Introduction: Islam, waqf and modernity
DOI link for Introduction: Islam, waqf and modernity
Introduction: Islam, waqf and modernity book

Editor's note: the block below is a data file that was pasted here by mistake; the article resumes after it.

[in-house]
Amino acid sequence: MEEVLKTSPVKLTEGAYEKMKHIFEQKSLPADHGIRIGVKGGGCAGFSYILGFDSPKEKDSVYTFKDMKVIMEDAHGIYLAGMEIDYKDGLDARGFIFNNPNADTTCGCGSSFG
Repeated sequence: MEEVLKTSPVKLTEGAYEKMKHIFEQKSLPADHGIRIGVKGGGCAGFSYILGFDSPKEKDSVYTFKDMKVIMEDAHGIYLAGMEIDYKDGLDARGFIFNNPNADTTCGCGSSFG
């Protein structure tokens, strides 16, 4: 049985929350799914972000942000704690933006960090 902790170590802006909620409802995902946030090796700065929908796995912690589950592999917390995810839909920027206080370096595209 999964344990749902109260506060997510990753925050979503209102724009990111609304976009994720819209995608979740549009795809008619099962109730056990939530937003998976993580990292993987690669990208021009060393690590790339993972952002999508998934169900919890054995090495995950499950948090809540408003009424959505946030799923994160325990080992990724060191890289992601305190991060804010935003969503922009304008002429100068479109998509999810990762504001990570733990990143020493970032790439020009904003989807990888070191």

The Islamic history of Thailand has either been an ideological history or a history of terrorism. Few have ventured into any analysis of Islamic institutions and in particular of Islamic charities, the waqf. The exceptions are Preeda Prapertchob’s “Mobilization of Resources through Waqf in Thailand” and Wisoot Binlateh’s unpublished paper “An Islamic Grassroots Approach to Asset Management: The Ban Nua Experience”.1 While Tamara Loos’ work covered Thai legal systems, colonial modernity, sex and the limits of individual liberty, the works of Duncan McCargo and Joseph Liow are substantial studies on resistance movements in the south.2 However, both works give little attention to the Thai economy or to legal issues pertinent to a study of Islam and Islamic philanthropy, both indigenous and from abroad, and their impact on Thai forms of resistance. Existing studies on economic or foreign influences on Thai resistance can descend into a rude caricature of Islam in the south, with its false and sensational allusions to the collection, and use of zakat and foreign funds for training of a loose coterie of jihadists.3 This is wholly untrue. There are also highly innovative books and theses on Islamic thought and ideology, but again, these are focused principally on the south.4 This book crosses that barrier and focuses on Islamic charities and institutions affiliated to the mosque. It addresses the historicity and complexity of Islam in Thailand, and the highly diverse ethnic adherents – the Malay Muslims in the south, the Indians and Malay Thai Muslims in the centre and northeast, the Hui (Yunnanese) Muslims, Pakistanis and Afghans in the north and the Chams in the centre, along with South Asians, Arabs and Afghans. Their allegiances to the Shafii, Hanafi, Hanbali or Maliki schools (madhahib) of Islam add to this pluralism. The whole panorama of heterogeneous believers and their history and change is captured through the waqf. A waqf is an unincorporated trust, an endowment that is established under Islamic law and holds land and real estate in perpetuity for the benefit of family and descendants, while maintaining social provisions for the poor. The public aims included religion and education as well as welfare of the poor and economic empowerment of the local community. The income derived from donations to the mosque, zakat and sadaqqa, and the usufruct derived from land and property were directed to charity.